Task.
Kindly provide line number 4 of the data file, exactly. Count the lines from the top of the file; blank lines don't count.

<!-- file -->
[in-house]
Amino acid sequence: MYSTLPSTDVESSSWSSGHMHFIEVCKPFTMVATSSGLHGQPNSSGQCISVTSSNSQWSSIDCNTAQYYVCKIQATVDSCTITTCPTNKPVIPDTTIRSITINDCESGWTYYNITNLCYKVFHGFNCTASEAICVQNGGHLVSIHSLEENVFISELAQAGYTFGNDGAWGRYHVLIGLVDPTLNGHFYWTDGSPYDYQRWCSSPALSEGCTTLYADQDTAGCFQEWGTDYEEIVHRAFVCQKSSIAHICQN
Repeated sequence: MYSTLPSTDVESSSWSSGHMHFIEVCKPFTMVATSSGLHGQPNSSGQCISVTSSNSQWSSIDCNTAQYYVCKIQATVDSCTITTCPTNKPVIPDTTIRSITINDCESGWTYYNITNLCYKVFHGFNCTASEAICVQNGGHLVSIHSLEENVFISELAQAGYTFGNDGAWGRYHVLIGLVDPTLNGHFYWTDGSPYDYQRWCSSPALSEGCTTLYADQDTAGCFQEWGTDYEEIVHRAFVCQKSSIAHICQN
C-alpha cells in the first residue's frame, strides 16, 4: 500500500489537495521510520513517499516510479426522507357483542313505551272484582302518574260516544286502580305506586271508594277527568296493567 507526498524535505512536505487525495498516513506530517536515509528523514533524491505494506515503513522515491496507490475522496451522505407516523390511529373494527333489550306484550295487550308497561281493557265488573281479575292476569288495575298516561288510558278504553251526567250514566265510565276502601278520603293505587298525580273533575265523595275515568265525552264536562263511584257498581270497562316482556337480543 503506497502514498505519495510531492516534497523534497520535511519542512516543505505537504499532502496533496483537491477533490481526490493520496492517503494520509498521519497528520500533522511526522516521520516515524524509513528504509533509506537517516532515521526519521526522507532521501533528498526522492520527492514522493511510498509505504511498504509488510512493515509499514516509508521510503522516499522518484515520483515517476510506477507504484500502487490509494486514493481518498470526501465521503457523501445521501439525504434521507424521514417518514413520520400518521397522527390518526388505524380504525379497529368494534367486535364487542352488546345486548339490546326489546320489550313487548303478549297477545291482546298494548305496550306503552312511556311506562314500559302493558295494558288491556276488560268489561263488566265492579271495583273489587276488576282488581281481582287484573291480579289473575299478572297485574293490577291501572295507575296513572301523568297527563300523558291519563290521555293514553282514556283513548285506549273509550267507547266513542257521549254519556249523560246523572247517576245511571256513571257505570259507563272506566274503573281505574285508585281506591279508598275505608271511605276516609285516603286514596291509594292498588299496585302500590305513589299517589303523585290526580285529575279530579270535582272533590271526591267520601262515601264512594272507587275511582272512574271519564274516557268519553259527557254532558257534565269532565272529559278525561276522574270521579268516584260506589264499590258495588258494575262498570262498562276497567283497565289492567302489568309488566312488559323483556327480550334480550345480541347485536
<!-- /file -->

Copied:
C-alpha cells in the first residue's frame, strides 16, 4: 500500500489537495521510520513517499516510479426522507357483542313505551272484582302518574260516544286502580305506586271508594277527568296493567 507526498524535505512536505487525495498516513506530517536515509528523514533524491505494506515503513522515491496507490475522496451522505407516523390511529373494527333489550306484550295487550308497561281493557265488573281479575292476569288495575298516561288510558278504553251526567250514566265510565276502601278520603293505587298525580273533575265523595275515568265525552264536562263511584257498581270497562316482556337480543 503506497502514498505519495510531492516534497523534497520535511519542512516543505505537504499532502496533496483537491477533490481526490493520496492517503494520509498521519497528520500533522511526522516521520516515524524509513528504509533509506537517516532515521526519521526522507532521501533528498526522492520527492514522493511510498509505504511498504509488510512493515509499514516509508521510503522516499522518484515520483515517476510506477507504484500502487490509494486514493481518498470526501465521503457523501445521501439525504434521507424521514417518514413520520400518521397522527390518526388505524380504525379497529368494534367486535364487542352488546345486548339490546326489546320489550313487548303478549297477545291482546298494548305496550306503552312511556311506562314500559302493558295494558288491556276488560268489561263488566265492579271495583273489587276488576282488581281481582287484573291480579289473575299478572297485574293490577291501572295507575296513572301523568297527563300523558291519563290521555293514553282514556283513548285506549273509550267507547266513542257521549254519556249523560246523572247517576245511571256513571257505570259507563272506566274503573281505574285508585281506591279508598275505608271511605276516609285516603286514596291509594292498588299496585302500590305513589299517589303523585290526580285529575279530579270535582272533590271526591267520601262515601264512594272507587275511582272512574271519564274516557268519553259527557254532558257534565269532565272529559278525561276522574270521579268516584260506589264499590258495588258494575262498570262498562276497567283497565289492567302489568309488566312488559323483556327480550334480550345480541347485536